Correction: This article originally said that the issue at hand was loose rail ties left between the tracks, but in fact, it was loose rail tie plates. On one occasion the article said that the material was left on the track, but it was indeed left between the track. The article has been changed to reflect that.
CN Rail has confirmed to Global News that they have suspended the practice of laying out material between the rails in preparation for track work on railways with passenger traffic.
This comes after the Transportation Safety Board of Canada highlighted a possible safety concern, where two trains struck loose railway tie plates that ripped through fuel tanks and seriously injured one employee.
CN have also launched an investigation in collaboration with VIA Rail and promises to implement appropriate corrective measures based on the findings of the investigations.
On Feb. 2, a Via Rail train travelling from Toronto towards Ottawa was struck by then unknown-debris outside of Brighton, Ont., causing a significant fuel leak and damage to windows on both the train and a truck parked nearby.
All the passengers had to be removed from the train and were brought to their destinations by alternate means, according to VIA Rail.
WATCH: ‘It could have easily derailed’: Via Rail insider on train accident near Debert, N.S.
The findings of an investigation conducted by the Transportation Safety Board of Canada were published on March 25 in a rail safety advisory letter. The federal agency says in the letter that the debris that caused the damage on Feb. 2, were steel rail tie plates, each weighing 27 pounds, left between the tracks by employees.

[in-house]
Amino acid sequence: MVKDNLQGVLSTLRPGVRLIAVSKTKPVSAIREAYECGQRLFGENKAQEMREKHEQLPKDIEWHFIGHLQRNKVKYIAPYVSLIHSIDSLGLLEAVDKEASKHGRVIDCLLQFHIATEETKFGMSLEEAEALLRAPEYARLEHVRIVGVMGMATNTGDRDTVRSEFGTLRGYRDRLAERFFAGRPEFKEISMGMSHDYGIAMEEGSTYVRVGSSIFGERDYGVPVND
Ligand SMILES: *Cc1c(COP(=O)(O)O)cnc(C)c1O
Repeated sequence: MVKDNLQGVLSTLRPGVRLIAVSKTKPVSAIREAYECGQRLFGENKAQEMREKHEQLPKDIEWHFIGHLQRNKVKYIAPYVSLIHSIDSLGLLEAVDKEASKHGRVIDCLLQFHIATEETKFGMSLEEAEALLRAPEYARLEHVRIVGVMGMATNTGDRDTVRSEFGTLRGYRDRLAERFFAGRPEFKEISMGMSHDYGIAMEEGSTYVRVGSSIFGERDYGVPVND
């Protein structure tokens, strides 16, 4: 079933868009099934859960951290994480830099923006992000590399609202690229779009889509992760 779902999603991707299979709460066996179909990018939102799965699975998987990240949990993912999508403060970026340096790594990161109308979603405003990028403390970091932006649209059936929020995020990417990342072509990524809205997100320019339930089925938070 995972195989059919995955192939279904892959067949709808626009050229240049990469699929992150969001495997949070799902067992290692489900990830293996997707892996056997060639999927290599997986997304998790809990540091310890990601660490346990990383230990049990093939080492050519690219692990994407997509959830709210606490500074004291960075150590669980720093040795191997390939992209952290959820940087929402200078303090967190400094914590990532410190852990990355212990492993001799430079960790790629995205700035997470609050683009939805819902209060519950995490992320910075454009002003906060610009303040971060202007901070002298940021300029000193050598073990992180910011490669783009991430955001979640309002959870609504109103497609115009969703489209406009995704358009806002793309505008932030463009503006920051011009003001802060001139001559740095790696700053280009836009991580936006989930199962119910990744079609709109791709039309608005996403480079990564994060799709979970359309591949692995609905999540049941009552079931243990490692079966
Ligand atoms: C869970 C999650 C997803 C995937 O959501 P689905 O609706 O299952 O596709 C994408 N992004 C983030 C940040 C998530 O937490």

According to the safety board, the steel plates were placed between the tracks so they could be installed the next day.
On Feb. 2, the federal agency said that the Via Rail train struck the steel tie plates while travelling 150 km/h. The steel material then sliced through a fuel tank, causing a spill of 1,600 gallons of diesel, and a rail tie plate also was projected through the back window of a nearby truck, striking an engineer who sustained serious injuries.
In the Brighton incident, the loose rail tie plates also broke brakes and cut open the bottom of the train.
In a statement from the Teamsters Union, who represent CN workers says that leaving material like this between the rails “is common practice.”
A similar incident happened in New Brunswick on March 20, where tie plates left between the rails damaged two locomotives. The damage included broken windows, a punctured fuel tank and lacerations on the bottom of the train. No one was injured in this incident.
“This is normally a safe practice. It is bizarre and troubling that it should lead to two accidents in just under two months.”